The pace of change and the aspects of change should be determined by the workers themselves, and will vary from country to country, from one region to another, but the principle should remain clear that workers have to get beyond what they now have in terms of breaking down the prerogatives of management, and have new says. The structure for this is in Germany in the corporate participation of co-determination. This is one illustration of what can be pursued, but it’s only an important one. The principle itself is something that we should be working for in Canada, and of course, the people that must determine this are the workers themselves.
Nocos: You spend a great deal highlighting your internationalist work, building solidarity with socialists around the world as Vice President of the Socialist International during its heyday, and as President of Rights and Democracy—an international organization at arms-length with and funded by the Government of Canada. This was especially a time to serve in the SI under the presidency of former German Social Democratic Chancellor Willy Brandt, and it was through that tenure I learned through the Broadbent Institute’s friends at the German Friedrich Ebert Stiftung, who I like to think of, in a way, as a grandfather to the Broadbent Institute, that you earned something of a legendary status among social democrats internationally.
During the neoliberal apogee of the 1980s, you existed in the world quite uniquely as a North American socialist.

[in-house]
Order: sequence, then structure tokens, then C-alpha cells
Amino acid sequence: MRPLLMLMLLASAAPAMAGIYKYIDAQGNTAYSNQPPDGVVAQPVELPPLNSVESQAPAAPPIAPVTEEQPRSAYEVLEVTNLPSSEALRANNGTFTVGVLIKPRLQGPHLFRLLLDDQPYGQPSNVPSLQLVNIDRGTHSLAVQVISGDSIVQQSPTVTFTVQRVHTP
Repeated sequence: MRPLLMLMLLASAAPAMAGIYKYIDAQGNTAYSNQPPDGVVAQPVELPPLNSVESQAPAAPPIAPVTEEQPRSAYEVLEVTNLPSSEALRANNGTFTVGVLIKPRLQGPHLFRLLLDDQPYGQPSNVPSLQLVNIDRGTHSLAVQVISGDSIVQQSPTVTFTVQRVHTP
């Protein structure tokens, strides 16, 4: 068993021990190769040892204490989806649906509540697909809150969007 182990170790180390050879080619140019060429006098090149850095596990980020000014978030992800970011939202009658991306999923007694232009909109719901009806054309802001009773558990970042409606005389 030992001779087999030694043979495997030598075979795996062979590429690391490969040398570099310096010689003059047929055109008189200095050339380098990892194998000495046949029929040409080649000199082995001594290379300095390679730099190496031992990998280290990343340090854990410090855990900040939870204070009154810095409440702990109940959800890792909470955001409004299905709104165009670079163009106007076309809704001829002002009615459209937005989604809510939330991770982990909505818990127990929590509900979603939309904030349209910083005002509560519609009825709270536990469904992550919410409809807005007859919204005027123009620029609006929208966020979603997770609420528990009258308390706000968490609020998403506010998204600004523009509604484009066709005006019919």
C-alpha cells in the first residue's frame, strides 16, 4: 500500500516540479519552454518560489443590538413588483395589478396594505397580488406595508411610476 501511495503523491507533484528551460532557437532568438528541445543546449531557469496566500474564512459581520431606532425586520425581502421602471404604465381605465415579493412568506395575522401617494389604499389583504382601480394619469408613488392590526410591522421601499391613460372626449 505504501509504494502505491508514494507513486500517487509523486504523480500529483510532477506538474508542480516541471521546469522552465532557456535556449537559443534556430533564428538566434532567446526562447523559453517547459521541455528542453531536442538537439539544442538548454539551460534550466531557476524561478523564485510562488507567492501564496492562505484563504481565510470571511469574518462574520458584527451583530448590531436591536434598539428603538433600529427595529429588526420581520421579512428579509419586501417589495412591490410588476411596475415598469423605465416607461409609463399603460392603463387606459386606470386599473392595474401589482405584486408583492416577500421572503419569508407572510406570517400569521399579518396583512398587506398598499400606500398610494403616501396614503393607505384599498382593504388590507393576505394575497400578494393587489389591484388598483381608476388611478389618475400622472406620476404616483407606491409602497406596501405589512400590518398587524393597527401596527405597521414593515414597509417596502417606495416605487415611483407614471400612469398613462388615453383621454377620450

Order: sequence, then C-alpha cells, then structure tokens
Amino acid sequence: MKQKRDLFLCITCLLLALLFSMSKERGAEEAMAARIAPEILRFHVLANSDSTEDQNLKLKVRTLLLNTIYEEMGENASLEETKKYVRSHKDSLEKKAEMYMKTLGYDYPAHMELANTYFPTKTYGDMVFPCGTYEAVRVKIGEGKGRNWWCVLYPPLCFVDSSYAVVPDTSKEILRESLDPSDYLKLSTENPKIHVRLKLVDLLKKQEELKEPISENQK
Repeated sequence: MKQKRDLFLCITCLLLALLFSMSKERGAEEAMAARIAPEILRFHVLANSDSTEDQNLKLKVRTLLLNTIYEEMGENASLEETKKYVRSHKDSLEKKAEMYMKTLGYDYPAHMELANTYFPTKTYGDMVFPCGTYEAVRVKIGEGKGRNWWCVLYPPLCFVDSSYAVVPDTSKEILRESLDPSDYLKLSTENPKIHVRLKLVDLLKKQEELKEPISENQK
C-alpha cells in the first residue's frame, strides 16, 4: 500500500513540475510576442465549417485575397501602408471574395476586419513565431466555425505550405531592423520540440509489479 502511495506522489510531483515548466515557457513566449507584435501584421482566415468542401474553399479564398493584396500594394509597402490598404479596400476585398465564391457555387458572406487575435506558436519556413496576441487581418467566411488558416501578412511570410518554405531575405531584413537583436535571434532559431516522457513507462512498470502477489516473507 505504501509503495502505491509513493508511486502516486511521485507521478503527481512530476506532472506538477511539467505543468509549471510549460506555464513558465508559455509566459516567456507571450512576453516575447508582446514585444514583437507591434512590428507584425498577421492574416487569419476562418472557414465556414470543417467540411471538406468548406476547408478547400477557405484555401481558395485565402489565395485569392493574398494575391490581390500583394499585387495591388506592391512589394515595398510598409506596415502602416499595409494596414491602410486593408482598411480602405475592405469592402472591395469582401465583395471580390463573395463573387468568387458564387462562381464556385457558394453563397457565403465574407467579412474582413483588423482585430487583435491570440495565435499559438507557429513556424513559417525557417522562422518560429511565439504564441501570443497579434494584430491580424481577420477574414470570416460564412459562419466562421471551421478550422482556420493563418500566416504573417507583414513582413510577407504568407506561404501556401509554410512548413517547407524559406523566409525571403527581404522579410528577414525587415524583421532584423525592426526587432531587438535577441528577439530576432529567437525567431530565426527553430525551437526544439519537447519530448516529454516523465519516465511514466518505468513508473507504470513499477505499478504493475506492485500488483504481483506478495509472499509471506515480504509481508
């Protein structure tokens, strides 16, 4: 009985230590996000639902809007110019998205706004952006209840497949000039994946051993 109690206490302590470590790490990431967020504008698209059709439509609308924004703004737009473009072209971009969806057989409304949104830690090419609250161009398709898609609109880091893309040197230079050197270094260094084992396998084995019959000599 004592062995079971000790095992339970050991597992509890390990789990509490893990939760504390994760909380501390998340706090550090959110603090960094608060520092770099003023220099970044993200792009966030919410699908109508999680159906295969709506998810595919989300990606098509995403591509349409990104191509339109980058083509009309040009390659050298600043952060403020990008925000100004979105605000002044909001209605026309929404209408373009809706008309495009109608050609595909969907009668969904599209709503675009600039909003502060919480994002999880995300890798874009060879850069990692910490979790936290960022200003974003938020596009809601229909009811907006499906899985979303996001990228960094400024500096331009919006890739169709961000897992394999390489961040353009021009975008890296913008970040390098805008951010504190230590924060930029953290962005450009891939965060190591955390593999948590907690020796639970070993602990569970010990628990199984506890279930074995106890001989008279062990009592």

I honestly do not think that most Canadians know you for your work in international affairs and diplomacy, and so this was a particularly interesting chapter for me. From calling for democracy in Nicaragua, to relations with Fidel Castro, and working closely with the legendary Willy Brandt, it’s clear that you believed in internationalism for socialists, but why did you feel that this was important?
Broadbent: The context is important, and during this period, you’re quite right in singling out the importance of Willy Brandt—a man that I have immense respect for. He saw his role after leaving the Chancellorship in Germany to bridge the gaps, he saw often between the authoritarianism of the USSR on the one hand, and the rabid ideological capitalism of the United States on the other.
And what he wanted to show to the world was that there was another political option that rejected both of these outcomes, and that was social democracy or democratic socialism—choose the label—he used both interchangeably, as I do.
This became particularly important in the politics of South America and even more practically relevant in Central America where, at the local level, battles were being fought out literally using military means often because of the repressive regimes. And the objective was to establish a beachhead for a social democratic state. This turned out to be, I am inclined to say utopian, but it turned out to be not a success. For example, the Americans were hostile to almost any formulation of social democracy. Even in the battles that were being waged in Central America, they were only willing to accept, under immense pressure, a traditional liberal democratic state. But no, social and economic rights. That was the American position on one hand.